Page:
camp guards. These were large beasts and they were killers, that was to be read in their stance as they watched and waited. He could pick them off one by one, but he dared not waste his ammunition.

Although the day had been so lowering, he knew that night would be worse with its full darkness, and it was coming fast. The wind sweeping wetly from the bogs was searching out their shelter with its chill.

Simon moved and one of the hounds jumped to alert, putting its forepaws on the rock and lifting a moaning howl of threat. Firm fingers closed about Simon’s upper arm, drawing him back, to his former position. Again through touch he received a message. As hopeless as their case appeared, the woman was not daunted. He gathered that she was waiting for something.

Could they hope to climb to the top of the escarpment? In the dusk he caught the shake of her unkempt head as if she had read that thought.

Once again the hounds were quiet, lying at the foot of the crag, their attention for the prey above. Somewhere — Simon strained to see through the dusk — somewhere their masters must be on the move, planning to close in about the fugitives. He knew his skill as a marksman, but conditions were now rapidly changing to the others’ favor.

He nursed the automatic tensely, alert to the slightest sound. The woman stirred with a bitten-off exclamation, a gasp of breath. He did not need the urgent tug at his arm to make him look at her.

In the dusky quarter light a shadow moved up the end of the ledge. And she snatched his gun, gaining it by surprise, to bring down its butt with a vicious deadliness upon that creeping thing.

There was a thin squeal cut sharply in the middle. Simon grabbed the weapon and only when it was back safely in his grasp, did he look at that broken backed, squirming creature. Needle teeth, white and curved in a flat head, a narrow head mounted on a furred body, red eyes alive with something which startled him — intelligence in an animal’s skull! It was dying, but still it wriggled to reach the woman, a faint hissing trilling between those fangs, malignant purpose in every line of its broken body.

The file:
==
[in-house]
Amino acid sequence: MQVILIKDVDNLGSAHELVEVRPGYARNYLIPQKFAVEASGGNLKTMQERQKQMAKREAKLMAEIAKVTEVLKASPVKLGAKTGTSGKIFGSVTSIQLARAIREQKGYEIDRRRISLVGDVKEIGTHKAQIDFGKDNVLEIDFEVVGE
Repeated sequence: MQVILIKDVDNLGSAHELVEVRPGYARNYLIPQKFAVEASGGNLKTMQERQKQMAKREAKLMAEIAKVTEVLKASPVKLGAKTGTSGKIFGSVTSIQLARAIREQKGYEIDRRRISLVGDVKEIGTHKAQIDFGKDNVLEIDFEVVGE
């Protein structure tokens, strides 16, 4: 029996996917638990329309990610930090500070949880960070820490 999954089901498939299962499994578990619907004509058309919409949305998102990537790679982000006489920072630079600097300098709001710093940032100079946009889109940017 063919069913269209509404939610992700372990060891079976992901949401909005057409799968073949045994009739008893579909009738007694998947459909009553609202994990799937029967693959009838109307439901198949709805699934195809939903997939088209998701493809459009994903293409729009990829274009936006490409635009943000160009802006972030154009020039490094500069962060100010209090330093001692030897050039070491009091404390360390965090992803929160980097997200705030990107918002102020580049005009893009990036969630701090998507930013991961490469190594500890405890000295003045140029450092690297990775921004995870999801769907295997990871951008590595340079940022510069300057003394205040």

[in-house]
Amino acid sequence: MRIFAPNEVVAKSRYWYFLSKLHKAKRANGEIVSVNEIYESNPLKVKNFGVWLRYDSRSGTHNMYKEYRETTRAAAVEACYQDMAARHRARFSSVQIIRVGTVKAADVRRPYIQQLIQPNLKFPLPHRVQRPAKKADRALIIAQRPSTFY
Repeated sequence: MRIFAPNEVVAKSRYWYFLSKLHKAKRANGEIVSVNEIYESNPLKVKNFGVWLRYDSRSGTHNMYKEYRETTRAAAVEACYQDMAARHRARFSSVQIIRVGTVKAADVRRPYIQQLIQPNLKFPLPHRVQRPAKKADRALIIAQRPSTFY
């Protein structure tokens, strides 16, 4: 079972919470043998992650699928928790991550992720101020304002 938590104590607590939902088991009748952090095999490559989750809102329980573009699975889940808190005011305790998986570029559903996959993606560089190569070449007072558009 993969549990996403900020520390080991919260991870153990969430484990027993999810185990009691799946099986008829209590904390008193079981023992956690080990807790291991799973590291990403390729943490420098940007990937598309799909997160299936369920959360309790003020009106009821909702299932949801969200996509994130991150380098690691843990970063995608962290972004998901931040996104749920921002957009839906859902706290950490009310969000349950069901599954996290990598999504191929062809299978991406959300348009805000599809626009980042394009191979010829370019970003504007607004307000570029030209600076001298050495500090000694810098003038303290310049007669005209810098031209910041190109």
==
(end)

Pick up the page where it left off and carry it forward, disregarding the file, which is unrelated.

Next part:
With squeamish distaste Simon lashed out with his foot, catching the thing on its side, sending it over to plop among the hounds.

He saw them scatter, separate and draw back as if he had tossed a live grenade into the gathering. Above their complaint he heard a more heartening sound, the laughter of the woman beside him. And he saw her eyes were alight with triumph. She nodded and laughed again as he leaned forward to survey that pool of shadow which now lapped about the base of the pinnacle, concealing the body of the thing.

Had it been another form of hunter loosed upon them by the hidden men below? Yet the uneasiness, the swift departure of the dogs that now milled yards away, seemed to argue otherwise. If they coursed with the dead creature it was not by choice. Accepting this as just another of the mysteries he had walked into — of his own free will — Simon prepared for a night on sentry-go. If the silent attack of the small animal had been some move on the part of the besiegers, they might now come into the open to follow it up.

But, as the darkness thickened, there were no more sounds from below which Simon could interpret as attack. Again the hounds lay down in a half circle about the foot of the pinnacle, dimly visible because of their white hides. Once more, Tregarth thought of climbing to the top of the outcrop — they might even cross it if the woman’s lameness abated.

When it was almost totally dark she moved. Her fingers rested for a moment on his wrist and then slipped down to lay cool in his palm. Through his own watchfulness, through his listening for any sound, a picture formed in his mind. Knife — she wanted a knife! He loosened her hold and took out his pen knife, to have it snatched from him eagerly.

What followed Simon did not understand, but he had sense enough not to interfere. The cloudy crystal strapped to her wrist gave off a faint graveside radiance. By that he watched the point of the knife stab into the ball of her thumb. A drop of blood gathered on the skin, was rubbed across the crystal, so for a moment the thick liquid obscured the scrap of light.